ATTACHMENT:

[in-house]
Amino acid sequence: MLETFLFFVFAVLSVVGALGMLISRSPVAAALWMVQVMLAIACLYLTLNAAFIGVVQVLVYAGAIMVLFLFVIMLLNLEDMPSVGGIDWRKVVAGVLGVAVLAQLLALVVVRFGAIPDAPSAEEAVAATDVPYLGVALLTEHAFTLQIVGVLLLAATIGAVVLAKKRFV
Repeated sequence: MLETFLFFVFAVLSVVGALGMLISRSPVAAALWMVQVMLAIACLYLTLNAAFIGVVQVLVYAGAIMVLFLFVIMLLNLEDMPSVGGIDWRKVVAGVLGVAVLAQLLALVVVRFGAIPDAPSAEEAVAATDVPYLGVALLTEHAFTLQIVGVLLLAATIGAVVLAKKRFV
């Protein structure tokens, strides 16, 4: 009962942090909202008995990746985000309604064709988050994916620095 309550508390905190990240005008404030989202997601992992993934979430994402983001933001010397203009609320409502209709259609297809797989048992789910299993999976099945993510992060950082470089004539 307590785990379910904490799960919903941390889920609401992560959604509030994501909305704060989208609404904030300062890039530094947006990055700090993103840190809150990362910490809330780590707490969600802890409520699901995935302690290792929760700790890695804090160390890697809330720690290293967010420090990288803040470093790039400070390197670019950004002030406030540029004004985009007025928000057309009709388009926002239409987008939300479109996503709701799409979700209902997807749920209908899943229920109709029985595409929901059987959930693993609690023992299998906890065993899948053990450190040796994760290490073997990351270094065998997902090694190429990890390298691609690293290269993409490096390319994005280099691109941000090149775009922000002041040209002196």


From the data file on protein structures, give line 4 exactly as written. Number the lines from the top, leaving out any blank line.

């Protein structure tokens, strides 16, 4: 009962942090909202008995990746985000309604064709988050994916620095 309550508390905190990240005008404030989202997601992992993934979430994402983001933001010397203009609320409502209709259609297809797989048992789910299993999976099945993510992060950082470089004539 307590785990379910904490799960919903941390889920609401992560959604509030994501909305704060989208609404904030300062890039530094947006990055700090993103840190809150990362910490809330780590707490969600802890409520699901995935302690290792929760700790890695804090160390890697809330720690290293967010420090990288803040470093790039400070390197670019950004002030406030540029004004985009007025928000057309009709388009926002239409987008939300479109996503709701799409979700209902997807749920209908899943229920109709029985595409929901059987959930693993609690023992299998906890065993899948053990450190040796994760290490073997990351270094065998997902090694190429990890390298691609690293290269993409490096390319994005280099691109941000090149775009922000002041040209002196």